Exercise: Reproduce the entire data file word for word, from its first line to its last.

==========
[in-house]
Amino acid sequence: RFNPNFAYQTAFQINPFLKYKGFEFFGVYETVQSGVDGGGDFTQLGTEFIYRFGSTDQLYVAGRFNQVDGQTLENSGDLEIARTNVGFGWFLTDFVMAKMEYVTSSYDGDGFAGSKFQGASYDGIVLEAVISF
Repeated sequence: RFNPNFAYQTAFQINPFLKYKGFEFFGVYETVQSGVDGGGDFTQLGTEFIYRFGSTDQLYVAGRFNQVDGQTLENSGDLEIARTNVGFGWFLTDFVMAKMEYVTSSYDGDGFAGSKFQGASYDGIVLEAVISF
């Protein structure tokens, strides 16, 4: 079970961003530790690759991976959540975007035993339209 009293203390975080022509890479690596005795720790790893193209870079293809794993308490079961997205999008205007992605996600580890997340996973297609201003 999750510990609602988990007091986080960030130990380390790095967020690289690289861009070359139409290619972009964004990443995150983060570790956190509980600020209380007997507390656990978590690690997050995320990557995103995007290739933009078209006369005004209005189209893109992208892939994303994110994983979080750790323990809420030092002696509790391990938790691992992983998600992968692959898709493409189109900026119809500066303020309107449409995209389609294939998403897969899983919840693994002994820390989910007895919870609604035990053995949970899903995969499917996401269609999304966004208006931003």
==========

[in-house]
Amino acid sequence: RFNPNFAYQTAFQINPFLKYKGFEFFGVYETVQSGVDGGGDFTQLGTEFIYRFGSTDQLYVAGRFNQVDGQTLENSGDLEIARTNVGFGWFLTDFVMAKMEYVTSSYDGDGFAGSKFQGASYDGIVLEAVISF
Repeated sequence: RFNPNFAYQTAFQINPFLKYKGFEFFGVYETVQSGVDGGGDFTQLGTEFIYRFGSTDQLYVAGRFNQVDGQTLENSGDLEIARTNVGFGWFLTDFVMAKMEYVTSSYDGDGFAGSKFQGASYDGIVLEAVISF
């Protein structure tokens, strides 16, 4: 079970961003530790690759991976959540975007035993339209 009293203390975080022509890479690596005795720790790893193209870079293809794993308490079961997205999008205007992605996600580890997340996973297609201003 999750510990609602988990007091986080960030130990380390790095967020690289690289861009070359139409290619972009964004990443995150983060570790956190509980600020209380007997507390656990978590690690997050995320990557995103995007290739933009078209006369005004209005189209893109992208892939994303994110994983979080750790323990809420030092002696509790391990938790691992992983998600992968692959898709493409189109900026119809500066303020309107449409995209389609294939998403897969899983919840693994002994820390989910007895919870609604035990053995949970899903995969499917996401269609999304966004208006931003």